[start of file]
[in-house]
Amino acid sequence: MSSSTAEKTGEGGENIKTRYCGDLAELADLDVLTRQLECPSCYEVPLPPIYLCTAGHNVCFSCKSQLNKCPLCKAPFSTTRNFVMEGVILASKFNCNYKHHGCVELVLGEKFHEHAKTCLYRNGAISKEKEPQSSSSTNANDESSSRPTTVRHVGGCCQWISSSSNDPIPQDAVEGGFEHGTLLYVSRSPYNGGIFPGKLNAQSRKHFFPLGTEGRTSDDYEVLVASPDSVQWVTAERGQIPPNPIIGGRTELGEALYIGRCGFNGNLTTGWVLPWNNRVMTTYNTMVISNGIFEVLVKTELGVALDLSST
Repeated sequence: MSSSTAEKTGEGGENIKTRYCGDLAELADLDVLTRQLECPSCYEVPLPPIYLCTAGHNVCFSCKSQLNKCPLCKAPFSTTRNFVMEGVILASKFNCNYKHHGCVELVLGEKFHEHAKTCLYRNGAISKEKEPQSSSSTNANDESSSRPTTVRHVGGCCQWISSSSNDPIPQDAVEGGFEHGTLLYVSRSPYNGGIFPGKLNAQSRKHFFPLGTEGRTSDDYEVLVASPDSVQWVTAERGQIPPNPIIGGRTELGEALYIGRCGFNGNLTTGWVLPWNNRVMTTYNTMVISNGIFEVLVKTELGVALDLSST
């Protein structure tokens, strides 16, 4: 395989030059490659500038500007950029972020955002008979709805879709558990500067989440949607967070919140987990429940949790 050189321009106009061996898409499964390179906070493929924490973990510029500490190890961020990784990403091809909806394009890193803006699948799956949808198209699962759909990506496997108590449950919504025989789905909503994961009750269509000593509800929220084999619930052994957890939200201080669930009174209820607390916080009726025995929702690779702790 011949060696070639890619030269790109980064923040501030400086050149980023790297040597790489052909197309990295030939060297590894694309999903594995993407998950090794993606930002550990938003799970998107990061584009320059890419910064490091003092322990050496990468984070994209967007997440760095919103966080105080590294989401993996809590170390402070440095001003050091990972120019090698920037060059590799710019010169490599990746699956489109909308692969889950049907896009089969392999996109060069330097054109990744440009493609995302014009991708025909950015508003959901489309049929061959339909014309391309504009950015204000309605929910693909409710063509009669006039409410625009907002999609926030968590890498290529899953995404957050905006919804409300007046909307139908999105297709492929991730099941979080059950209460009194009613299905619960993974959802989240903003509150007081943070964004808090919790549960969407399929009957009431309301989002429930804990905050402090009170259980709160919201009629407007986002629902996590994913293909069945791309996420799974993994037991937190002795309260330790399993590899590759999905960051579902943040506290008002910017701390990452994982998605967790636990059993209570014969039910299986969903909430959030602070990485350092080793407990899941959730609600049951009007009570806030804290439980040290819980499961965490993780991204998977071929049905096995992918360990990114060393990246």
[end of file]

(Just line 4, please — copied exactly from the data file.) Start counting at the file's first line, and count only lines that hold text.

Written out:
């Protein structure tokens, strides 16, 4: 395989030059490659500038500007950029972020955002008979709805879709558990500067989440949607967070919140987990429940949790 050189321009106009061996898409499964390179906070493929924490973990510029500490190890961020990784990403091809909806394009890193803006699948799956949808198209699962759909990506496997108590449950919504025989789905909503994961009750269509000593509800929220084999619930052994957890939200201080669930009174209820607390916080009726025995929702690779702790 011949060696070639890619030269790109980064923040501030400086050149980023790297040597790489052909197309990295030939060297590894694309999903594995993407998950090794993606930002550990938003799970998107990061584009320059890419910064490091003092322990050496990468984070994209967007997440760095919103966080105080590294989401993996809590170390402070440095001003050091990972120019090698920037060059590799710019010169490599990746699956489109909308692969889950049907896009089969392999996109060069330097054109990744440009493609995302014009991708025909950015508003959901489309049929061959339909014309391309504009950015204000309605929910693909409710063509009669006039409410625009907002999609926030968590890498290529899953995404957050905006919804409300007046909307139908999105297709492929991730099941979080059950209460009194009613299905619960993974959802989240903003509150007081943070964004808090919790549960969407399929009957009431309301989002429930804990905050402090009170259980709160919201009629407007986002629902996590994913293909069945791309996420799974993994037991937190002795309260330790399993590899590759999905960051579902943040506290008002910017701390990452994982998605967790636990059993209570014969039910299986969903909430959030602070990485350092080793407990899941959730609600049951009007009570806030804290439980040290819980499961965490993780991204998977071929049905096995992918360990990114060393990246």